May 8, 2009

Building a Race Law Canon

Rachel F. Moran, University of California, Berkeley, School of Law; University of California, Irvine, Law School, and Devon W. Carbado, University of California, Los Angeles, Law School, have published Introduction: The Story of Law and American Racial Consciousness--Building a Canon One Case at a Time, in Race Law Stories (2008).

Here is the abstract.

This introduction explains the difficulties of consolidating a race law canon due to our nation’s general ambivalence about the significance of race. There is a tendency to treat racial injustice as an aberration or an accident in an otherwise democratic system. Transgressions are relegated to the past and sharply contrasted with the contemporary practice of rendering race a biological irrelevancy. These ideological commitments make it hard to conceive of race law in anything but an ephemeral way. That is, once upon a time, there was an anti-canon of race comprised of deplorable decisions like Dred Scott v. Sandford and Plessy v. Ferguson, then there were canonical cases like Brown v. Board of Education and Loving v. Virginia that countered these injustices, but now corrective justice has been done and these concerns are largely the stuff of history.

As the introduction makes clear, Race Law Cases rejects these assumptions and invites a dialogue about how to build a race law canon one case at a time. The process begins by recognizing that the collective narrative of law and American racial consciousness is decidedly multiracial, plays itself out across a number of doctrinal contexts, and reflects moments of both inequality and equality. This narrative is inextricably linked to the nation-building process as well as to the lives of individuals, many of whom were pushing back against racial injustices in particular historical moments. To understand these dynamics in the richly textured way necessary to build a canon, context is critical, the kind of context that comes from telling the stories behind both famous cases and hidden gems. The hope is that these stories will help in rethinking assumptions about the role of race in public and private conversations about equality, liberty, and national identity. At the same time, the accounts will pay homage to the contributions of individuals, whether lionized or little-known, who brought these issues to life by daring to question the conventional wisdom about America’s commitment to its most fundamental democratic values.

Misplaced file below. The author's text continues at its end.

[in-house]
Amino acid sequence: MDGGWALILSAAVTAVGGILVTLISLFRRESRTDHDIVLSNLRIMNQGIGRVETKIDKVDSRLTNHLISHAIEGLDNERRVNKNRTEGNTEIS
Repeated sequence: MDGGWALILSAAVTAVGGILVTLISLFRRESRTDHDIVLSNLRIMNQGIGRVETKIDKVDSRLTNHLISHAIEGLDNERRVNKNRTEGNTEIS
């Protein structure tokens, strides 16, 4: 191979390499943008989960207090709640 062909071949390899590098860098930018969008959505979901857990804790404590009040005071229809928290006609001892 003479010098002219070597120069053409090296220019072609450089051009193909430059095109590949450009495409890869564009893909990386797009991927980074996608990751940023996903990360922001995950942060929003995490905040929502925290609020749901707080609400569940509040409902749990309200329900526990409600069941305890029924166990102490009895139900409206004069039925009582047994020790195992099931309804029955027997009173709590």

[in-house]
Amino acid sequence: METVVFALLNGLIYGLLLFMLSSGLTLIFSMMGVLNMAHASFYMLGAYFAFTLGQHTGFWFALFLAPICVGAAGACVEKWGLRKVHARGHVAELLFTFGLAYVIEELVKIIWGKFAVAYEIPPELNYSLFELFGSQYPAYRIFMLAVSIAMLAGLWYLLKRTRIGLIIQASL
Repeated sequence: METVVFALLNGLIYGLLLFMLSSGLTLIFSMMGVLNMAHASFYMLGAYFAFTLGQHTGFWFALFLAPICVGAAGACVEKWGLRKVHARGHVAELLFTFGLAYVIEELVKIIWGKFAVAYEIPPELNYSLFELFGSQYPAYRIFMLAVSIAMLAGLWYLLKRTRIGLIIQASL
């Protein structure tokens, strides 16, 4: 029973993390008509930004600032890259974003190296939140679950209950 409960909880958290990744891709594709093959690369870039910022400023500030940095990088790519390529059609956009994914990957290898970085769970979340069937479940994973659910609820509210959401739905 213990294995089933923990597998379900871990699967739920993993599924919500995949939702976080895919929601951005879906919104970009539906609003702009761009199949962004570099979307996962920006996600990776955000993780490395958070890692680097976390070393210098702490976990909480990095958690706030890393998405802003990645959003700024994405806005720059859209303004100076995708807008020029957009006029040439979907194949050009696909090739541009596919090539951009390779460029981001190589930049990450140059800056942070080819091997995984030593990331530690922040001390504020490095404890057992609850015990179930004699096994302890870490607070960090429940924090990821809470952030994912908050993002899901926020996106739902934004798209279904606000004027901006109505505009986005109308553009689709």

Download the chapter from SSRN here.

No comments: